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In Pittsfield, Markey Urges Voters To Turn Anger Into Hope

A white man in a coat stands at a podium in a park in front of a small crowd with campaign signs in front of a row of buildings.
Josh Landes
Senator Ed Markey addressed supporters in downtown Pittsfield's Park Square Tuesday.

On the heels of his vote against the nomination of Amy Coney Barrett to the Supreme Court, Massachusetts U.S. Senator Ed Markey campaigned in Pittsfield Tuesday.

Flanked by fellow Democrats like Mayor Linda Tyer, State Representative Tricia Farley-Bouvier and State Senator Adam Hinds, Markey addressed a small crowd in downtown’s Park Square a week before Election Day.

“From Great Barrington to Pittsfield, we are rising up as part of the incredible revolution to rid our nation of King Donald, who believes he is a potentate, a king, someone who does not have to abide by all of the rules and regulations that guide all of the rest of us,” said the senator.

Markey called on voters to defend Obamacare, address climate change and press for national gun control.

“But in order to see this future, we need to elect Joe Biden as president of the United States," he said. "We need to usher in a new wave of diverse, progressive leadership across our country. And we need to remove the most racist and incompetent president in American history from the White House.”

Markey had come straight from the controversial Senate confirmation vote in which Barrett become the first Supreme Court justice to be seated without any opposition support since 1869.

“The Republican leadership violated their own very rule that the Senate would not consider a nomination for a Supreme Court justice in the last year of a Presidential term," he told the crowd. "Hypocrisy is too weak a word to describe the sham that Mitch McConnell and Republicans have made out of this appointment process.”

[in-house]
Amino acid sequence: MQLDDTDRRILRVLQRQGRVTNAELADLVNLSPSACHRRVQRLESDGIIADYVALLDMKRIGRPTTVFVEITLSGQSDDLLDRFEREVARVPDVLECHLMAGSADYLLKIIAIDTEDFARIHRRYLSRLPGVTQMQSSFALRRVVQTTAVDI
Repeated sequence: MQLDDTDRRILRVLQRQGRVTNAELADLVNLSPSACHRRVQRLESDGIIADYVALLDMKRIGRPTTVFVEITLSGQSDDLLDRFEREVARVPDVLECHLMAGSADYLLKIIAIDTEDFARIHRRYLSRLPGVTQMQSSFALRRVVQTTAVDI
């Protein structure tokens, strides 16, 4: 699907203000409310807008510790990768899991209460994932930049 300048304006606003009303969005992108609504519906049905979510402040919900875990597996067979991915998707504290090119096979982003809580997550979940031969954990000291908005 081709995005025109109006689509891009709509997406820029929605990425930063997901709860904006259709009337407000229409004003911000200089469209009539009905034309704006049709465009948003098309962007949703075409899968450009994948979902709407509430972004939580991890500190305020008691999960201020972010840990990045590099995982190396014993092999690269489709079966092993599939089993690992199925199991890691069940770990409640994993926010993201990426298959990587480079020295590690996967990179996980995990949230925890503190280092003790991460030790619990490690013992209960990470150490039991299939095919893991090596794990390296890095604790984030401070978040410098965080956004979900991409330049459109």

Markey shared his remarks made on the Senate floor earlier in the day.

“The philosophy of Amy Coney Barrett – that is, her philosophy of originalism, looking back to what the Founding Fathers meant in 1787 – that originalism is racist, originalism is sexist, originalism is homophobic," he said. "Originalism will lead to the pretense that allows for the overriding of Roe v. Wade, of the Affordable Care Act, of civil rights and civil liberties.”

Only one Republican Senator – Susan Collins of Maine – joined Democrats in a 52-48 vote.

“With Amy Coney Barrett’s appointment, our civil rights and liberties are on the chopping block," said Markey. "With her appointment, marriage equality is at stake. With her appointment, reproductive rights are at stake. With her appointment, voting rights are already – for already disenfranchised communities across the country are at state. We know that with her appointment that it’s even more important on Election Day that we know that Black lives matter, Black voices matter, Black votes will matter on Election Day in 2020.”

Markey promised that if Democrats seize the House, Senate and White House on November 3rd, hundreds of billions of dollars of federal COVID relief funding will flow to communities like Pittsfield.

“So that Mayor Tyer has the funding for the police, for the fire, for the schools, for teachers, for healthcare, for food here in Pittsfield, because right now we are in the middle of a recession that is not going to end soon because of the criminally negligent management of Donald Trump in the White House for the last year, because he has been a racist in the way he has handled this entire crisis,” said the senator.

The CDC has acknowledged that the COVID-19 pandemic and the subsequent economic downturn have inflamed long-running accessibility and equity issues and disproportionately impacted communities of color.

“16 million children do not have the internet at home right now," said Markey. "It’s going to be a homework crisis that leads to a learning crisis that learns to ultimately an opportunity crisis for those children. They are predominantly Black and brown and poor and immigrant and we cannot allow that to continue.”

Markey, who won a hard-fought primary campaign against Congressman Joe Kennedy III in September, did not mention his Republican challenger Kevin O’Connor. Markey is expected to easily secure his second full term on November 3rd.

“It is up to us to take our righteous anger and turn it into radical hope,” he told the crowd.

Josh Landes has been WAMC's Berkshire Bureau Chief since February 2018, following stints at WBGO Newark and WFMU East Orange. A passionate advocate for Western Massachusetts, Landes was raised in Pittsfield and attended Hampshire College in Amherst, receiving his bachelor's in Ethnomusicology and Radio Production. His free time is spent with his cat Harry, experimental electronic music, and exploring the woods.
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